On Friday 9th December, the most anticipated publication of the Polish startup industry – the latest report ‘Polish Startups 2022’ – was presented at Google’s headquarters in Wroclaw. The organisers of the meeting chose the venue not by accident. Wroclaw and Lower Silesia have special reasons to be satisfied this year, because the largest number of technological companies in Poland are registered here.
‘Wroclaw has been working for years to become the startup capital of Poland. Successive editions of our Polish Startups report indicate that the startup ecosystem is doing very well here – the Lower Silesia region leads the way when it comes to the number of innovative companies. The most recent Dealroom.co ranking is also available – the authors analysed 201 cities from 65 countries and selected those where innovation develops most dynamically. Wroclaw ranked eighth in the Rising Stars category – ahead of Warsaw, which landed at eleventh. We hope the premiere of the eighth edition of Polish Startups – which we are holding for the first time in Wroclaw, not in Warsaw as before – will be another proof that startups feel comfortable in Wroclaw,’ says Tomasz Snażyk, CEO of Startup Poland.
The report shows that Wroclaw and the Lower Silesia region are ahead of the capital and Masovia.
It is not about who is first and who is last. What matters, is that Wroclaw successively consolidates its strong leadership position in the entire startup ecosystem. It is the leader that builds an innovative society in economy or culture. This results in an inflow of various sources of funding and, therefore, work,’ says Jakub Mazur, Deputy Mayor of Wroclaw.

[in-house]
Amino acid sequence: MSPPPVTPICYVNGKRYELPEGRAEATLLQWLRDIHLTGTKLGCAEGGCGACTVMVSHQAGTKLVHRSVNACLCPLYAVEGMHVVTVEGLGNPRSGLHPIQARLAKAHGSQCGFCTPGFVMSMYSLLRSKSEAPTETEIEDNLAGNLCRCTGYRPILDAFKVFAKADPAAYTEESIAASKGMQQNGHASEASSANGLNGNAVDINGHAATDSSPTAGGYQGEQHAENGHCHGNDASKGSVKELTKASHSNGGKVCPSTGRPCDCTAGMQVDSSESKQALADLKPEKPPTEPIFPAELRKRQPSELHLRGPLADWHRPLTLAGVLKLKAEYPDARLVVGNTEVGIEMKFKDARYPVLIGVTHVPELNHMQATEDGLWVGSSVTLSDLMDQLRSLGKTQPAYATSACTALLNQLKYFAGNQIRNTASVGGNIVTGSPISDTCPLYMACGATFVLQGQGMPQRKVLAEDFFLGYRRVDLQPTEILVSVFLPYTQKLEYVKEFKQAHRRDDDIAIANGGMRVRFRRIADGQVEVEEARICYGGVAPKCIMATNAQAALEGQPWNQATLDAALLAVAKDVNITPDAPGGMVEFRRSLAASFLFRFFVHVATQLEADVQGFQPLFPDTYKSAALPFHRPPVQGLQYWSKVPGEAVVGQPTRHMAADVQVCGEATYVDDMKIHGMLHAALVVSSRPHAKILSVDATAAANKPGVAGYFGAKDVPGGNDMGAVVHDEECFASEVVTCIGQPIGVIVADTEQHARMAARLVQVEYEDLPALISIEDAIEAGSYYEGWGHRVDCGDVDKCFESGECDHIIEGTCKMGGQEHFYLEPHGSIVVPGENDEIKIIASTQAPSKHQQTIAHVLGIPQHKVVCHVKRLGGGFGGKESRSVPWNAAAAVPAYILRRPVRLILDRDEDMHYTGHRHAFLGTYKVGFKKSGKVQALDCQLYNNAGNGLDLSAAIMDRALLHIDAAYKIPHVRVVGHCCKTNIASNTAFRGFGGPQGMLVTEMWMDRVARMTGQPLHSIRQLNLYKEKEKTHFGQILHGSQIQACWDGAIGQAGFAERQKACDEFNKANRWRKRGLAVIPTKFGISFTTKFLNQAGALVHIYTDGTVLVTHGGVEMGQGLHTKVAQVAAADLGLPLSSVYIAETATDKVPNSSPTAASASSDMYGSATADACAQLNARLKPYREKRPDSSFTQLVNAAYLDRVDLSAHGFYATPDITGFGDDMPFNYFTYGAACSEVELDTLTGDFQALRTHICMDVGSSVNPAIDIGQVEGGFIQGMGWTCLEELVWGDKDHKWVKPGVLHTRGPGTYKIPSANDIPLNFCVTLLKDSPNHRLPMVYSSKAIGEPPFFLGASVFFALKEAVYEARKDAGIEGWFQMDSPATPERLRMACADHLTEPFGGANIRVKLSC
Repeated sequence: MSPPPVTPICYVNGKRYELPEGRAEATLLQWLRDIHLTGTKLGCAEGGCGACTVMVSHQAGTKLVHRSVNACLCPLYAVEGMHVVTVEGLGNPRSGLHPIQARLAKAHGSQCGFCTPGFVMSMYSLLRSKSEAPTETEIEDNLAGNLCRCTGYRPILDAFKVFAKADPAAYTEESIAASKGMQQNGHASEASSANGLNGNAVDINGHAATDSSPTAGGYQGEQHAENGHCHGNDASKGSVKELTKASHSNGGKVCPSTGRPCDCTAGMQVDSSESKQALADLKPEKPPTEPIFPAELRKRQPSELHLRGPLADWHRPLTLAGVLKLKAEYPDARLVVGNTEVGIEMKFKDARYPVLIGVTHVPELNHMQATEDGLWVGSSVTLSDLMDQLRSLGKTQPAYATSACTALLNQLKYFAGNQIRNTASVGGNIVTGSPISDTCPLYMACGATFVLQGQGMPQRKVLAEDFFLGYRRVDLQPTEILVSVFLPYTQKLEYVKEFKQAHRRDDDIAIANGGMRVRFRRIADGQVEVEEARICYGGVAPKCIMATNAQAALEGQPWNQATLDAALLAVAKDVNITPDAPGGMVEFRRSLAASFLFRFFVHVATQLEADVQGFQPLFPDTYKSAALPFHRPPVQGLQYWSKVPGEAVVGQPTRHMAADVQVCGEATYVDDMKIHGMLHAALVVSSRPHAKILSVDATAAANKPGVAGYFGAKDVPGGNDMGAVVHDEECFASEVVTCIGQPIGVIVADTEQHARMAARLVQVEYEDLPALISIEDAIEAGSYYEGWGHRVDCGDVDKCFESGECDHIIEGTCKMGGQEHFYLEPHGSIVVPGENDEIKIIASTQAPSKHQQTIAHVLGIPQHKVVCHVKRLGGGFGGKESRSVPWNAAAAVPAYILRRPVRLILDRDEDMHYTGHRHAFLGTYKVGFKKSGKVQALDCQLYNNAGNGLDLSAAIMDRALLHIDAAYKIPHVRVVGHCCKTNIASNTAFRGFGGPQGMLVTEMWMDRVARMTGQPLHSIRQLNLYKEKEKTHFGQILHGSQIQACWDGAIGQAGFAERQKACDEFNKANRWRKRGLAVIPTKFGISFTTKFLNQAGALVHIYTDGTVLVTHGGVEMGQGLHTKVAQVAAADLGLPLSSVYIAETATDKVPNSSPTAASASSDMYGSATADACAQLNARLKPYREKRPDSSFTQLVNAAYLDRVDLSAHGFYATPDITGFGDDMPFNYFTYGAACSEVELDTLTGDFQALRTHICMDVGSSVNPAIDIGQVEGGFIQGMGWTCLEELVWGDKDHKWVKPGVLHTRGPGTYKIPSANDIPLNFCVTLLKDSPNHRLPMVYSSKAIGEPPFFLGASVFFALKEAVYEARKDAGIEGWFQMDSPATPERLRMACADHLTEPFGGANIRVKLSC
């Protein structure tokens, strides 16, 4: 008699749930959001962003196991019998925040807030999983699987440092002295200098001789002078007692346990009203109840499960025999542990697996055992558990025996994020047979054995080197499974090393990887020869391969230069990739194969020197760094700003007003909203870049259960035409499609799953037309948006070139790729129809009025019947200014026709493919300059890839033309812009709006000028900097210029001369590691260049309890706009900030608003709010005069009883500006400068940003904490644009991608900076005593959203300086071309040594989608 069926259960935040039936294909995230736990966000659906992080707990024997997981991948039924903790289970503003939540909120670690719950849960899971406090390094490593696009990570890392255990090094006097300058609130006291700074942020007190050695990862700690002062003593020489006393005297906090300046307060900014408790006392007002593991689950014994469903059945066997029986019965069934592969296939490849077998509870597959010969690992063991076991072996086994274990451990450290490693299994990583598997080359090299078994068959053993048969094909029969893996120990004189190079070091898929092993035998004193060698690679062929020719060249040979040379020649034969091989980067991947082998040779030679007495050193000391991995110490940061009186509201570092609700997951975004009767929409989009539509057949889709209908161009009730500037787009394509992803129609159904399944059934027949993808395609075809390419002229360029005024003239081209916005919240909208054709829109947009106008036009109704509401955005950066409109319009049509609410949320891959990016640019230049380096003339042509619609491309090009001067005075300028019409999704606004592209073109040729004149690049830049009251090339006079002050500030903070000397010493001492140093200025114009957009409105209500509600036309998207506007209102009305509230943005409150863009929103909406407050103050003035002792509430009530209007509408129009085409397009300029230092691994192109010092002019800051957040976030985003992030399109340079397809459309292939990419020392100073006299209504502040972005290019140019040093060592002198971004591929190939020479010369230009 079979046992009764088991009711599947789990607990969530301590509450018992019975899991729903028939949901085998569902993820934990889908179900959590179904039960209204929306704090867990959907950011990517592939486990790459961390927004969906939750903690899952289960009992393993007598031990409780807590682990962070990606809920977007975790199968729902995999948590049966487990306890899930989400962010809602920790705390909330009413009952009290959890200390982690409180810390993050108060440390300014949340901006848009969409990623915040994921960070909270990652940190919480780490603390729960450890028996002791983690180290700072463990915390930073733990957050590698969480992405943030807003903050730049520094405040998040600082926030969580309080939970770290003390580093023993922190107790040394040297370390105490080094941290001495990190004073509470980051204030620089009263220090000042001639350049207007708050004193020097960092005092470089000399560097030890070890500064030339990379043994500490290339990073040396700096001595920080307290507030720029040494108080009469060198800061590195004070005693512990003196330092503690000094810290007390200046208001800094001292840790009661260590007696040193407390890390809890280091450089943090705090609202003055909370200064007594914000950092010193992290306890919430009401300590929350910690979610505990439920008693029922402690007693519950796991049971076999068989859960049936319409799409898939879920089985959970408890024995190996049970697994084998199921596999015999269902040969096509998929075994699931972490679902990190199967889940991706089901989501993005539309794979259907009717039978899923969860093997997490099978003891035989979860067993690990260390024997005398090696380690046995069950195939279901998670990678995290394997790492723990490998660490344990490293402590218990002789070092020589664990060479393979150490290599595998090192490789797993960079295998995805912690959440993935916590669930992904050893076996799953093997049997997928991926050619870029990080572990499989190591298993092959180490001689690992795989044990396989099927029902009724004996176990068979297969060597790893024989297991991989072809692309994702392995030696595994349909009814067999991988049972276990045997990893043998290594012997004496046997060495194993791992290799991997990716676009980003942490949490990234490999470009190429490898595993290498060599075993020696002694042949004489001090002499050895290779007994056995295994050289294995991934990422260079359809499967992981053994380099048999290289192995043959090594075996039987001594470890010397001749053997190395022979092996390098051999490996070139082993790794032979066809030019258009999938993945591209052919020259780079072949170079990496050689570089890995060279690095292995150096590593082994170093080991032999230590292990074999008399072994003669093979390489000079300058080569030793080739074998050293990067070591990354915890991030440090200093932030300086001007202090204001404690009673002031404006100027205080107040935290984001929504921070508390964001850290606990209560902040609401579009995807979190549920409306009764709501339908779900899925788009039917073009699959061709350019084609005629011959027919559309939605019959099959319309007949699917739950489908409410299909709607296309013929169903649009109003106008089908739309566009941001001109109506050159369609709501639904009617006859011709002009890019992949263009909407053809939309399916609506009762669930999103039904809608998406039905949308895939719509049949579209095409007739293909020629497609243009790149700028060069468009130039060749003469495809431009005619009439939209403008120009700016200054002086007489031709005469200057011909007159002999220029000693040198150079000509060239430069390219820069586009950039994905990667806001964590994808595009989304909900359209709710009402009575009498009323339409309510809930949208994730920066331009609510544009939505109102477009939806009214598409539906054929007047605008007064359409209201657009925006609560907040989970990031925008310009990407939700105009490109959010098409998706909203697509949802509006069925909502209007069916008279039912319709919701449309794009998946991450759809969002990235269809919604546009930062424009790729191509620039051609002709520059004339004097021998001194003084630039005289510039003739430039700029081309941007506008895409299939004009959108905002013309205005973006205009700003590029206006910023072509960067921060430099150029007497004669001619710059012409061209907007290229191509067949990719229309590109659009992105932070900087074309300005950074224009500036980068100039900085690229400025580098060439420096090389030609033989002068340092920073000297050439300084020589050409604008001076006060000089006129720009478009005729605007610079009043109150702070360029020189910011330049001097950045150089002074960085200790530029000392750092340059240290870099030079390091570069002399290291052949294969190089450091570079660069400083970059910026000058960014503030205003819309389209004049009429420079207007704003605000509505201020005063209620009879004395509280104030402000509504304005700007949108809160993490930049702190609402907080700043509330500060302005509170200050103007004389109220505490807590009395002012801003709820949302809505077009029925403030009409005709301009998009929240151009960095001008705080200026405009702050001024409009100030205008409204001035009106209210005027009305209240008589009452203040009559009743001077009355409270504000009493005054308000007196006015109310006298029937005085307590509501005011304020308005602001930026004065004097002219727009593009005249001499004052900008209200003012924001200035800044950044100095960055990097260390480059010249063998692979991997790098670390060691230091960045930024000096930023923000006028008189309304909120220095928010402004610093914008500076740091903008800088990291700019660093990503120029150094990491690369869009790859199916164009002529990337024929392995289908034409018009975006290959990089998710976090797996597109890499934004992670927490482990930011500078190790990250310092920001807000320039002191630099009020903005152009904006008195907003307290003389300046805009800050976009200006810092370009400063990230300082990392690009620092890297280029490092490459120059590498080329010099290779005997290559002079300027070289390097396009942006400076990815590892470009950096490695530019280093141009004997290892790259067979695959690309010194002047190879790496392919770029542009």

The high position of Wroclaw in the startup ecosystem is confirmed by another latest ranking. Wroclaw topped Polish cities in the category of rising stars of technology hubs in the recently published report ‘The next generation of tech ecosystems’ prepared by Dealroom. The capital of Lower Silesia ranked second in Europe and eighth in the world in this category, which clearly indicates that it is a great place to set up startups and to develop innovation.
The map of Polish startups, financing, investment, consequences of global crises and foreign expansion – these and other questions are answered in this year’s edition of the Startup Poland Foundation’s cyclical report ‘Polish Startups 2022’.
Tomasz Snażyk, the president of the Startup Poland Foundation, stresses that the latest eighth edition of the report is another one taking place at a time of crisis, or rather several simultaneous crises.
Magdalena Okulowska, the president of the Management Board of the Wroclaw Agglomeration Development Agency, points out that, for the most part, the Polish ecosystem does not evaluate recent years negatively, and the potential of startups, their flexibility and creativity have led not only to the acquisition of new customers and a noticeable increase in sales, but also, importantly, to the retention of employed staff.
‘In many industries related to product digitisation, e-commerce and health care, a number of interesting projects have emerged, and the market for technology startups has definitely increased. The profitability of businesses with regard to their innovation played a secondary role, as reflected in many spectacular and record-breaking VC deals. Examples of positive use of the crisis are well-known Wroclaw companies: Infermedica, Alphamoon, Bioceltix, CUX, PayEye, Brand24, Biotts, Vue Storefront or SatRev,’ adds Magdalena Okulowska.